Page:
K-12 Education

Podcast Recap: Will AI Be Your Next Principal?

June 26, 2024  •

– Gene Pinkard, Director of K-12 Leadership, Aspen Education & Society Program
– Nancy Gutierrez, Executive Director, The Leadership Academy
– Eva Mejia, Executive Director, IDEO
– Kevin Polston, Superintendent, Kentwood Public Schools

This year at SXSW EDU, we once again teamed up with The Leadership Academy to facilitate a conversation on the role of Artificial Intelligence (AI) in the field of education, specifically in relation to school leadership. The panelists discussed the potential benefits and challenges of integrating AI into school leadership and teaching, and how it could change the role of school principals. They also explored the implications of AI for equity and access in education. Here are three takeaways from the discussion. 

Takeaway 1:  AI can help principals focus on the “human” work

The panelists agreed that the introduction of AI in schools has the potential to change the role of school principals, making their jobs more manageable and sustainable by automating certain tasks and allowing them to focus more on human connections and strategic responsibilities that directly impact learning outcomes. They discussed how AI could improve efficiency, personalize learning, and create more time for personal interactions. Kevin Polston said, “If time is our most precious commodity, and humans are the most important value that we have in our organizations, how do you then create more time for your people to do those innately human things that change outcomes for kids?” 

Takeaway 2: The implementation of AI in schools must take into account issues of equity and the potential for bias in AI design.

Nancy Gutierrez emphasized the importance of diverse representation in the design and implementation of AI in schools to ensure it benefits all students equitably. She highlighted the importance of considering bias in design, using several examples to illustrate, including the initial designs of self-driving cars and YouTube mobile interface, which inadvertently excluded or disadvantaged certain groups of people. Nancy also raised questions about the disparities in AI usage and its impacts in different communities, specifically between affluent and low-income communities. Gene Pinkard highlighted historical trends where the communities with the greatest need are sometimes last to have access and opportunity to capitalize on innovative solutions.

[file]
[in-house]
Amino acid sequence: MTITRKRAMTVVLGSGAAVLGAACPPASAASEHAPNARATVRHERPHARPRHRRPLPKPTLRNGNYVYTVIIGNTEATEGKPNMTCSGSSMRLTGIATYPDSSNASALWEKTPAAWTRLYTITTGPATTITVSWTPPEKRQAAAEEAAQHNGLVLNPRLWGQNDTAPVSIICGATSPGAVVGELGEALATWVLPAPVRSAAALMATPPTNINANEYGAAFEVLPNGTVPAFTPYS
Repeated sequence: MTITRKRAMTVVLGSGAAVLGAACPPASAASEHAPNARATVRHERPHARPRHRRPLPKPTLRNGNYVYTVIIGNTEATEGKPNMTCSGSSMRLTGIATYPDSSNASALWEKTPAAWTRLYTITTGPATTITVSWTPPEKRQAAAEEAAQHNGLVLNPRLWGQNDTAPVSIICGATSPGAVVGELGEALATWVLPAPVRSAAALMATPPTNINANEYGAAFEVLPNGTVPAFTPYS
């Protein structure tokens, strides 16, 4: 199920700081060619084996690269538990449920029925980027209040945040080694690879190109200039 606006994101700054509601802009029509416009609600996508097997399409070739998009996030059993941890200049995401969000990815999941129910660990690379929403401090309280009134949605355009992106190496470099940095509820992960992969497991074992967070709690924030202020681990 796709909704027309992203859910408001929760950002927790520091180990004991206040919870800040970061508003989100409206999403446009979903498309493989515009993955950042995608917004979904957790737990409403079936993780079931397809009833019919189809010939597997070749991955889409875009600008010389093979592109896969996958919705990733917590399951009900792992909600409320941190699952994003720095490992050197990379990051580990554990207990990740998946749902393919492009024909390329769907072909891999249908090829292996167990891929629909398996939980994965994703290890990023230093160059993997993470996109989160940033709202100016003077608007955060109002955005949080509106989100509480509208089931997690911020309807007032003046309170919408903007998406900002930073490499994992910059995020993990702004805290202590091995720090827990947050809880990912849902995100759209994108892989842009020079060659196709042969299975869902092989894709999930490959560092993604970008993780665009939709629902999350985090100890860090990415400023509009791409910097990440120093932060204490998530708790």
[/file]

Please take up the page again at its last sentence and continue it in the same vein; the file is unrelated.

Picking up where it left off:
Takeaway 3: The role of education leaders must evolve in line with technological advancements, with a focus on leading change and fostering a culture of innovation.

Eva Mejia spoke about the importance of involving educators in the design process, highlighting the need for transparency and innovation to happen inside schools. “I think for this, you want to innovate with open windows. What if we did have to face and see the students, be proximate, and really have all of our technology and all of our ideas be public? What would that do for innovation?” she asked. 

The panelists also said that a shift in mindset towards AI is crucial for its successful implementation in schools. They suggested that schools must be proactive in learning about and adopting AI, rather than being passive recipients and stressed the importance of preparing school leaders to effectively navigate this change. Gene Pinkard said, “So if we lead as learners, it’s not just the instructional leader….It’s the tone-setter for adult and student learning, growth, and continuous improvement.” He advocated for school leaders to “embrace the notion” of AI and to “take hold of it and wield it” to maximize its potential benefits.

The panelists left the audience with four questions to think about:

1. How can AI allow us to focus on the skills that are more uniquely human, particularly those for the principal?

2. Do you want to use AI to optimize something or to redesign it?

3. What is the role of tomorrow’s principal- what do we want them to know, be able to do, and achieve as the school leader?

4. What if we tried it?

Click here to listen to the full conversation.